A report by freelancer Kim Zetter on Saturday claimed the attackers had conducted a dry run in October last year, distributing files that were altered, but had no backdoor in them.
In an FAQ on the SolarWinds website, reference is made to the October 2019 files, with a statement (see screeshot below) that during that month, the company distributed software that “contained test modifications to the code base ... it is the first version in which we have seen activity from the attacker at this time”.
The attack came to light this month soon after cyber security firm FireEye announced on 9 December AEDT that it had been compromised and had its Red Team tools stolen. However, the company made no mention of when it had noticed this breach.
A number of US Government departments — Homeland Security and Treasury among them — have been named as being affected. FireEye, too, appears to have been a victim. The Orion software has very wide usage in the US and also in Britain.
The Yahoo! News report was published after researchers from Russian security firm Kaspersky claimed that additional victims of the attack had been discovered, one being a big US communications firm and the other a part of a state government.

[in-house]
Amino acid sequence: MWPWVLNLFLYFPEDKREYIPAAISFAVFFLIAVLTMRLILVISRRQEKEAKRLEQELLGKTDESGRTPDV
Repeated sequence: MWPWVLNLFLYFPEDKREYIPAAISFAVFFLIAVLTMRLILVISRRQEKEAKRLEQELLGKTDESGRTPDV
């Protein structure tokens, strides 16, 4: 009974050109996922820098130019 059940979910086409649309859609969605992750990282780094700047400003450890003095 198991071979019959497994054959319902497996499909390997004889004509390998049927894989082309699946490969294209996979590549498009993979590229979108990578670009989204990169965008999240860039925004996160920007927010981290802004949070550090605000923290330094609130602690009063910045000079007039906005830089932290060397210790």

Reuters later reported that these were Cox Communications and a city in the state of Arizona.
Yahoo! News said the files used in the dry run had been found on several victims' systems.
Zetter also reported that FireEye had discovered the attack on its systems after an employee, whose login credentials had apparently been stolen by the attackers after they gained access to the network and used to log in, noticed that an additional device had been registered to receive the usual code for two-factor authentication.
The additional device was notified to this employee by the company's automated system.